Japanese startup wants to deliver shooting stars on demand

Japanese startup wants to deliver shooting stars on demand

Imagine pressing a button on your smartphone to conjure up a meteor shower. That's the vision of a Japanese entrepreneur preparing to launch a satellite that would make it possible to release man-made-meteors.

"It is artificial but I want to make really beautiful ones that can impress viewers," Lena Okajima, who has a PhD in Astronomy, told AFP in an interview. "I'm thinking of streams of meteors that are rare in nature."

She's collaborating with scientists and engineers at Japanese universities to build a 50cm-wide microsatellite that could eject dozens of custom-made balls at once from orbit. Once released, the balls would plunge back to Earth at a speed of up to 80 kilometres per hour.

Terminal velocity

The chemical formula of the balls is a secret, but by adding different chemicals it would be possible to change the colour of the streaks they leave in the sky. They'd burn up in the process, meaning that nothing would reach the ground.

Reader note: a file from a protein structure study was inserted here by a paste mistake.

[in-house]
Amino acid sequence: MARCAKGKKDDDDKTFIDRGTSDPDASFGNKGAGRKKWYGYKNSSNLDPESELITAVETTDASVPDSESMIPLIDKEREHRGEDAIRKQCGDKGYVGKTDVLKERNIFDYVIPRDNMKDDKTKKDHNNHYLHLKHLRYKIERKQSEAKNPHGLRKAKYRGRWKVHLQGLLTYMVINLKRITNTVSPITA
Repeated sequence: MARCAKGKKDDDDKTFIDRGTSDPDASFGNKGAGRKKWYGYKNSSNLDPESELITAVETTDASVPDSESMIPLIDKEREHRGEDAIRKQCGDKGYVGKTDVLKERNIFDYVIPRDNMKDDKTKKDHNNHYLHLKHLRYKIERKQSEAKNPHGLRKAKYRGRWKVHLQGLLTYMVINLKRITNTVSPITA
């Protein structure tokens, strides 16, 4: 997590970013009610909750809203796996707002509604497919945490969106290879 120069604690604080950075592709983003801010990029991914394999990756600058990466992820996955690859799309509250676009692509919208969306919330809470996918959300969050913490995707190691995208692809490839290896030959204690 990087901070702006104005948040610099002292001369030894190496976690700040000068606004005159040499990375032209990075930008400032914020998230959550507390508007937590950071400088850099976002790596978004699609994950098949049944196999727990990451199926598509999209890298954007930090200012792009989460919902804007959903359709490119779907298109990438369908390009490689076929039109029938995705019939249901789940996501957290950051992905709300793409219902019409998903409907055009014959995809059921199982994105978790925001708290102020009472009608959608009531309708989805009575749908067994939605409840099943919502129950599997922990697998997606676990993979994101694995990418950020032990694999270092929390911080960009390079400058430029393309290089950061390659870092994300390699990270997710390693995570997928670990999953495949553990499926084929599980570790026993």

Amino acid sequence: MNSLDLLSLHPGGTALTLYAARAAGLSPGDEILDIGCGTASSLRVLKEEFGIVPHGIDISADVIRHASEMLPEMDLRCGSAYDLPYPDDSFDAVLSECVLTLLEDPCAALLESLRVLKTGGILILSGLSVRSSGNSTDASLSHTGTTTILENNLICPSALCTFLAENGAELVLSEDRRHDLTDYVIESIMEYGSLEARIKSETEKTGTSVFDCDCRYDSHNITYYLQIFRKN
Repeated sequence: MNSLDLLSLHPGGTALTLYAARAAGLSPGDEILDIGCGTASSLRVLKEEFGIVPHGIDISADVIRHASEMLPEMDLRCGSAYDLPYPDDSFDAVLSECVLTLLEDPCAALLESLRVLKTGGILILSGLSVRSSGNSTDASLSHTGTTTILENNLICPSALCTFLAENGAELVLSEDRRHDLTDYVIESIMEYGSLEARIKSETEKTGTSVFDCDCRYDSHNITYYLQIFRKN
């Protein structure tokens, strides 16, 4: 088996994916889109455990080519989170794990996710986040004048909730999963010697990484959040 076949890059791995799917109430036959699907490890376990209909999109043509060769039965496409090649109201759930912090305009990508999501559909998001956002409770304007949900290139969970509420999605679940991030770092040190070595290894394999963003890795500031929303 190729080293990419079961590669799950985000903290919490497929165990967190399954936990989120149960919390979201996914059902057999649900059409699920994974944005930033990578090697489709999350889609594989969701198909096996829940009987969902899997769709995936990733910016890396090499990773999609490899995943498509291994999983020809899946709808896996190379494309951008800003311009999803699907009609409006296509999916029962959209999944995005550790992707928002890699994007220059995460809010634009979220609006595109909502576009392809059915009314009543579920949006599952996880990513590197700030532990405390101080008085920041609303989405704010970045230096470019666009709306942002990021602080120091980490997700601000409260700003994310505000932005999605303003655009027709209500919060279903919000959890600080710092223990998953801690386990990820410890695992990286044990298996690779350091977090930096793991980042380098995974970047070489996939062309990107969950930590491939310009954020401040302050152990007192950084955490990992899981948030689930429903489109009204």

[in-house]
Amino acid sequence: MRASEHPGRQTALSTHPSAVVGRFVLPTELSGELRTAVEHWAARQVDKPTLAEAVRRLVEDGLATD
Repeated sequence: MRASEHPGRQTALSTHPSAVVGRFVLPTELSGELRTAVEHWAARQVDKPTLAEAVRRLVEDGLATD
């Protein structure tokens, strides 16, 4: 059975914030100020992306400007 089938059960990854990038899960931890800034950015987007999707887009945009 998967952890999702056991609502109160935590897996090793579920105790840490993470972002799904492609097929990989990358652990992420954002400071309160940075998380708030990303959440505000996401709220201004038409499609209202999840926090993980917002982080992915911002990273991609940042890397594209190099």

What's more, the displays could allow scientists to gather information about the atmosphere at the same time. The altitude at which the artificial meteors would burn up is too high for balloons but too low for spacecraft, making it difficult to study. Analysing the light trails could provide important information about the state of our skies.

"Making the sky a screen is this project's biggest attraction as entertainment. It's a space display," said Okajima. "We believe there are people who would be ready to put up money for supporting 'a world first' event that is also meaningful scientifically.

Image credit: European Southern Observatory // CC BY 4.0

Duncan Geere
Duncan Geere is TechRadar's science writer. Every day he finds the most interesting science news and explains why you should care. You can read more of his stories here, and you can find him on Twitter under the handle @duncangeere.